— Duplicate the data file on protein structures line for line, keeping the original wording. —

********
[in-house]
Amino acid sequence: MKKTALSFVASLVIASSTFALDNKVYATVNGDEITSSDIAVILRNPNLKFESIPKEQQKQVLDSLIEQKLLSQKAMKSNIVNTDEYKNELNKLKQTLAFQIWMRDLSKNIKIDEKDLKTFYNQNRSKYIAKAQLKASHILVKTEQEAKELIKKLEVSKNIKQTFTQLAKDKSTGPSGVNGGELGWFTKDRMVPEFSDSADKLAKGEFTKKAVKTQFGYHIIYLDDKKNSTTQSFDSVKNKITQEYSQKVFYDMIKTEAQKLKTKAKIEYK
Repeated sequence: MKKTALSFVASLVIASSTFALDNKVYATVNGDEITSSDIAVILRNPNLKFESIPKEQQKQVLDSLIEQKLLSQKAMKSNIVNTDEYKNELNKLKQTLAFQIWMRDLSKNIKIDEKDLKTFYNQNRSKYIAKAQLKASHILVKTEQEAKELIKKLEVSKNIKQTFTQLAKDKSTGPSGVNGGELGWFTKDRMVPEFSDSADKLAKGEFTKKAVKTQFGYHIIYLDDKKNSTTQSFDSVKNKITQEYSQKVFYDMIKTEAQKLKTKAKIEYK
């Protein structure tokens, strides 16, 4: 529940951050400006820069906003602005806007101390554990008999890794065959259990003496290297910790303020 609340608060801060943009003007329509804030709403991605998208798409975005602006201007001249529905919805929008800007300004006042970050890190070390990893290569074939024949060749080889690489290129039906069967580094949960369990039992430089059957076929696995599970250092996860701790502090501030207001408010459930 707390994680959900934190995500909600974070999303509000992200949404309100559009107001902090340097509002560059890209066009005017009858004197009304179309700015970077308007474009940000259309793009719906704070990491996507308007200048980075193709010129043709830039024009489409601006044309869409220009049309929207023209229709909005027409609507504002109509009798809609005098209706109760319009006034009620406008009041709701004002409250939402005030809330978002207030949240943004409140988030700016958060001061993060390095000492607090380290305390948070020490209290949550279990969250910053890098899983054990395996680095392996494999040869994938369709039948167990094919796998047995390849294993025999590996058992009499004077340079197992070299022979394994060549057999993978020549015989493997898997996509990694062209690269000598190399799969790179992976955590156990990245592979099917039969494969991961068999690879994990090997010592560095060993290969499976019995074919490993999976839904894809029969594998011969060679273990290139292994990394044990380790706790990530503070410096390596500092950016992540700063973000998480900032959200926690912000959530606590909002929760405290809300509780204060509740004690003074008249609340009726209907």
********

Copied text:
[in-house]
Amino acid sequence: MKKTALSFVASLVIASSTFALDNKVYATVNGDEITSSDIAVILRNPNLKFESIPKEQQKQVLDSLIEQKLLSQKAMKSNIVNTDEYKNELNKLKQTLAFQIWMRDLSKNIKIDEKDLKTFYNQNRSKYIAKAQLKASHILVKTEQEAKELIKKLEVSKNIKQTFTQLAKDKSTGPSGVNGGELGWFTKDRMVPEFSDSADKLAKGEFTKKAVKTQFGYHIIYLDDKKNSTTQSFDSVKNKITQEYSQKVFYDMIKTEAQKLKTKAKIEYK
Repeated sequence: MKKTALSFVASLVIASSTFALDNKVYATVNGDEITSSDIAVILRNPNLKFESIPKEQQKQVLDSLIEQKLLSQKAMKSNIVNTDEYKNELNKLKQTLAFQIWMRDLSKNIKIDEKDLKTFYNQNRSKYIAKAQLKASHILVKTEQEAKELIKKLEVSKNIKQTFTQLAKDKSTGPSGVNGGELGWFTKDRMVPEFSDSADKLAKGEFTKKAVKTQFGYHIIYLDDKKNSTTQSFDSVKNKITQEYSQKVFYDMIKTEAQKLKTKAKIEYK
């Protein structure tokens, strides 16, 4: 529940951050400006820069906003602005806007101390554990008999890794065959259990003496290297910790303020 609340608060801060943009003007329509804030709403991605998208798409975005602006201007001249529905919805929008800007300004006042970050890190070390990893290569074939024949060749080889690489290129039906069967580094949960369990039992430089059957076929696995599970250092996860701790502090501030207001408010459930 707390994680959900934190995500909600974070999303509000992200949404309100559009107001902090340097509002560059890209066009005017009858004197009304179309700015970077308007474009940000259309793009719906704070990491996507308007200048980075193709010129043709830039024009489409601006044309869409220009049309929207023209229709909005027409609507504002109509009798809609005098209706109760319009006034009620406008009041709701004002409250939402005030809330978002207030949240943004409140988030700016958060001061993060390095000492607090380290305390948070020490209290949550279990969250910053890098899983054990395996680095392996494999040869994938369709039948167990094919796998047995390849294993025999590996058992009499004077340079197992070299022979394994060549057999993978020549015989493997898997996509990694062209690269000598190399799969790179992976955590156990990245592979099917039969494969991961068999690879994990090997010592560095060993290969499976019995074919490993999976839904894809029969594998011969060679273990290139292994990394044990380790706790990530503070410096390596500092950016992540700063973000998480900032959200926690912000959530606590909002929760405290809300509780204060509740004690003074008249609340009726209907």